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Luigi’s Mansion 2 HD is a lovely chance to revisit a classic | Hands-on preview

Luigi’s Mansion 2 HD Is A Lovely Chance To Revisit A Classic | Hands-on Preview

There’s no question that Luigi’s Mansion 2 HD is going to be more of a hard sell for Nintendo than Paper Mario: The Thousand-Year Door. While the Luigi’s Mansion series has always been a bit of a fan favourite, it just stands out as a bit of an oddity to re-release. Pikmin had both the third game and the collection of 1+2 hit Switch to make the entire series be available on the current hardware, but while Dark Moon is being re-released, the first game had its re-release years ago on 3DS, and there it stays. It’s all a bit strange.

Regardless, here we are again with Professor E Gadd stealing Luigi away from his otherwise peaceful life. E Gadd has been researching ghosts, when suddenly the Dark Moon that glows above Evershade Valley is shattered by a villain, and the ghosts suddenly become anarchic and rebellious, causing all kinds of shenanigans, and requiring a Green-Suited Plumber to turn up with his vacuum powered ghost catching skills. You’ll start out exploring the Gloomy Manor just near the bunker that E Gadd has set up the home base in, but you’ll quickly barrel through the early levels to get to the Haunted Towers, and beyond.

Well, I say quickly, but it’s fair to say that nothing about Luigi’s Mansion 2 HD moves that rapidly. E Gadd will contact Luigi on his not-a-3DS that’s definitely a 3DS communication device on a regular basis early on to inform him of updates and little tips. It takes a little while to get going in Luigi’s Mansion 2 HD, and the objectives start small, but before you know it, you’ll be spending time exploring every nook and cranny with the abilities at your disposal, be it simply hoovering a piece of wallpaper away to uncover a hidden room, or shining a special light on a safe to collect some goodies found within.

Catching ghosts is only part of the game, really. You will start out using the Strobulb to stun ghosts and then suck them up, but they’ll quickly evolve to the point where they’re wearing sunglasses to protect themselves, meaning the moment-to-moment action is ever changing, and you’ll have to react accordingly. Even in the early stages there are multiple types of ghosts, and secrets aplenty. Because so much of Luigi’s Mansion 2 HD is about exploration and secrets.

The Poltergust 5000 is more than just a hoover for ghosts. One of the things the Luigi’s Mansion games has always been good at is environmental puzzles. Nintendo gives you enough information on screen to solve almost anything, but sometimes you need to stare for a bit and work through things. Nothing is particularly taxing, but it’s about experimenting with the physics and options on offer. Yes, you’ve got a hoover, but what if you hoovered up that oversized ball and it got stuck, and then what if you used it to transfer the fire from the candlesticks to get rid of the giant spider-webs? It always makes you feel good when you solve these things.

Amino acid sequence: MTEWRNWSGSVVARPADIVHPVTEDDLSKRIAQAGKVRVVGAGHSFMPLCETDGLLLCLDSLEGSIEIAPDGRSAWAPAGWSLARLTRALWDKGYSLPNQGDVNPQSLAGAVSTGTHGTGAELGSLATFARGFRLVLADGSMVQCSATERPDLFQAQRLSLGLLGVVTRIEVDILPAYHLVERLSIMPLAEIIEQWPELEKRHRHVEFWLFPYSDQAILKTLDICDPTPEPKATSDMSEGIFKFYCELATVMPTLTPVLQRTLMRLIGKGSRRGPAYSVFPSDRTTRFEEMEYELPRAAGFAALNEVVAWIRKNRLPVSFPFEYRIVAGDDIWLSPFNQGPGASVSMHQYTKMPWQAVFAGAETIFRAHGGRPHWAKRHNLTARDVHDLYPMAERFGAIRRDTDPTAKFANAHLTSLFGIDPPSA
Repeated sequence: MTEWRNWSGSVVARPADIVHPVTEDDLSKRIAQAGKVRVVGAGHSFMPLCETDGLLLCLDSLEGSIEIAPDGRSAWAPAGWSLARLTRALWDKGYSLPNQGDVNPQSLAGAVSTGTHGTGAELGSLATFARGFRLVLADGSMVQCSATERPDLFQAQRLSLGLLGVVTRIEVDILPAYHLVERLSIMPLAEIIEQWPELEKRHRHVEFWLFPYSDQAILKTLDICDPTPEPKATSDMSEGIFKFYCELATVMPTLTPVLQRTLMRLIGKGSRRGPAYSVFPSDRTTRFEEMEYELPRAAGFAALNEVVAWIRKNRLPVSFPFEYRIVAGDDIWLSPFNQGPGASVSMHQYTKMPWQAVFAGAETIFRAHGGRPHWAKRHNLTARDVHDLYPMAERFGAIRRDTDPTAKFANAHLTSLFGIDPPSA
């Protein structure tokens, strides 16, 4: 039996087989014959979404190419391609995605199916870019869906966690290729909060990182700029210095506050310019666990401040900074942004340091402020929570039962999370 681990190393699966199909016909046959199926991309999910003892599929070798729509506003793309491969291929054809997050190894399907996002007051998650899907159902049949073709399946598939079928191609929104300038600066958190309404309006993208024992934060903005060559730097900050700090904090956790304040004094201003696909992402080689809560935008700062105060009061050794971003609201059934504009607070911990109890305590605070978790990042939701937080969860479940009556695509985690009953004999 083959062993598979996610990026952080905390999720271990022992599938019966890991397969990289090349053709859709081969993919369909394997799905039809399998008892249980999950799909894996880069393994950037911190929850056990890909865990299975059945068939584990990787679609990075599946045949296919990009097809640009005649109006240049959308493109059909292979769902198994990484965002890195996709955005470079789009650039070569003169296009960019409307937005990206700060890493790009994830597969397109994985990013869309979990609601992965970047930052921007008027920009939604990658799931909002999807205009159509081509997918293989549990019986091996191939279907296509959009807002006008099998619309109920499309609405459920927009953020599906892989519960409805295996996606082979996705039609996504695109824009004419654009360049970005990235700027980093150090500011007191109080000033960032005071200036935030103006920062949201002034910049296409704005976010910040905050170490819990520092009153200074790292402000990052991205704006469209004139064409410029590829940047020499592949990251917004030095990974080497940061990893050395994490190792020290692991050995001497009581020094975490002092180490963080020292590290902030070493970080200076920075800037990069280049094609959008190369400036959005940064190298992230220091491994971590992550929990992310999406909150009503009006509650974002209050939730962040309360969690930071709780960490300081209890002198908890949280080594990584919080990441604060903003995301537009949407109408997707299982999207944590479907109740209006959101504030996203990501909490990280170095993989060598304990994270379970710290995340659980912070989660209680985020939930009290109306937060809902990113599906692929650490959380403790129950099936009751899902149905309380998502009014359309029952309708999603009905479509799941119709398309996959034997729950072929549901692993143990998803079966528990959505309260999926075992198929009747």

There are, of course, keys and vaults, and boss fights, and everything you’d hope for, really. In truth, while the visuals have been updated and look lovely in HD, there are definitely areas you can just about tell that this was originally a 3DS title. It’s rare, but there’s the odd texture here and there that just doesn’t look quite as detailed as you’d expect. Don’t get me wrong, though, most of the time what I’ve played looks fantastic, and really does bring it into the modern era.

Movement is absolutely fine, but aiming the Poltergust 5000 can be a bit finicky. There are lots of options, and you can use the analog sticks, or even motion controls, but you can also hit B or X while sucking things up to aim high or low. This can be enough for most moments, but some boss fights feel like they would perhaps be designed slightly differently nowadays. It’s not the end of the world, and the game is always generous with health pickups, but sometimes it can feel like you’re spinning plates, a bit, and when things ramp up, it’s often to a pace you’re not used to.

Regardless, Luigi’s Mansion 2 is at its best when you’re allowed to explore for hidden collectibles, cash, or play at your leisure. Each level is timed and you will be ranked, but like most titles of this ilk, you’ll attempt a second run to get a better score, time, or medal. It’s also laden with so many cute moments, from how scared of a tiny spider Luigi might be, to how he’ll audibly hum along to the music that’s playing.

The only questions that really remain is to see how the rest of the game holds up ten years on, and to see if any new content has been added. Obviously it looks and sounds lovely, and a lot of the visuals have been brought in-sync with Luigi’s Mansion 3, but where Paper Mario: The Thousand-Year Door added quality of life improvements, and tweaked small bits and pieces, so far I’ve not noticed anything too drastic to report. Regardless, it was and remains a gem of a game, and so far seems like another classic Nintendo title to join the Switch library.

Luigi’s Mansion 2 HD is coming to Nintendo Switch on June 27th.

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Luigi’s Mansion 2 HD is a lovely chance to revisit a classic | Hands-on preview